This week: secrets of the CIA, and a novel set inside Manhattan's famed Barbizon Hotel for Women.
This poignant tale of a boy whose twin brother is facing his own mortality is both heartrending and uplifting. Eleven-year-olds Jamie and Ned find a strange creature—part human, part fish—washed up on the beach of their small British island after a storm. Adventurous Ned, who has cystic fibrosis, is positive that it will bring good luck and insists that they keep it in their already-packed garage full of treasures. Cautious Jamie, however, worries that this creature, whom Ned names Leonard, might foretell something more ominous. As Ned’s condition worsens and he is increasingly drawn to Leonard, Jamie’s misgivings only increase. Avery (My Brother’s Shadow) captures the boundless imagination of childhood and the reckless abandon with which these boys approach caring for a mysterious sea creature, and he doesn’t shy away from the brutality of real life. Through Jamie’s thoughtful narration, readers are treated to a hauntingly beautiful story about brotherly bonds, wrenching grief, and the untethered hope that everything will somehow work out.
Davis’s impeccably structured debut is equal parts mystery, tribute to midcentury New York City, and classic love story. It showcases the intersection of two women’s lives at the famed Barbizon Hotel, whose notable residents included Joan Didion, Grace Kelly, and Sylvia Plath. In the present day, journalist Rose is kicked out of her upscale condo at the former hotel for women after her lover reunites with his wife. While doing research for an article on the grisly 1953 death of Barbizon maid Esme, she stays in the apartment of reclusive octogenarian tenant Darby. Darby, who has been a Barbizon resident for over 50 years, knew Esme and was connected to her demise. Rose’s investigation quickly becomes her obsession and refuge when her father becomes ill, her career implodes, and her hopes for a relationship with her married lover fade. “I need to know... how to start again,” Rose says as she digs to the bottom of the mystery of Esme’s death. Darby and Rose, in alternating chapters, weave intricate threads into twists and turns that ultimately bring them together; the result is good old-fashioned suspense. Through the two characters, Davis juxtaposes the elegance and dark side of a bygone era—its jazz, glamorous models, career-minded women, and nascent heroin market—with the crass, digitally obsessed, and cutthroat media world of today. What crosses the divide is the chance for disappointment and loss to give way to purpose and love.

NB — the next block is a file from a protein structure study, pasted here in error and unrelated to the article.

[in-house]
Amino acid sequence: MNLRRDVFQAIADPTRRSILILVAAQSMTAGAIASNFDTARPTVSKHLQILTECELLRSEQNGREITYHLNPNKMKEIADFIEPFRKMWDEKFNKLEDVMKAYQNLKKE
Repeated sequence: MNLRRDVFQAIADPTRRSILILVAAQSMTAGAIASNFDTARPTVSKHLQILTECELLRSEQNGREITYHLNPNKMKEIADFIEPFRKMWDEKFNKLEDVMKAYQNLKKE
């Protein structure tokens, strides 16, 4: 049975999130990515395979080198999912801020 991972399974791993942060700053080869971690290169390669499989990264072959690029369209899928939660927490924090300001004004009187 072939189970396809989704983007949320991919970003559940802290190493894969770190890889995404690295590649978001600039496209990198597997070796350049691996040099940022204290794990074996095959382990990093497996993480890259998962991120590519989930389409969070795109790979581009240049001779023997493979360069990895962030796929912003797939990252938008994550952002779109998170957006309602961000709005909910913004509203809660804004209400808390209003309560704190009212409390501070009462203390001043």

Available in English for the first time, this 1956 classic of Argentine literature presents a riveting portrait of a mind deteriorating as the 18th century draws to a close. Zama is a provincial magistrate of the Spanish crown, obsessively seeking elevation to "a stable position in Buenos-Ayres or Santiago de Chile." But his service to the Gobernador goes unrewarded, and as the 14 months of his posting stretch into nine years, Zama's connection to his distant family frays and then vanishes. He moves from an unconsummated affair with the wife of a nobleman to impregnating "an impecunious Spanish widow" and on to a "stunted, monstrous woman." Zama's mind degenerates along with his romantic prospects, and it's in the nearly imperceptible transmutation of Zama's fixation on "soft, mild love" into a fascination with the existential "horror of being trapped in absurdity" that Di Benedetto proves to be a vital master. Zama makes a last-ditch effort to secure a "better destiny" by joining a legion venturing ominously into the country to capture a former bureaucrat accused of fomenting "rebellion among the Indians." The final images of the novel are haunting and unforgettable. This extraordinary novel, whose English translation has been so long in coming, is a once and future classic.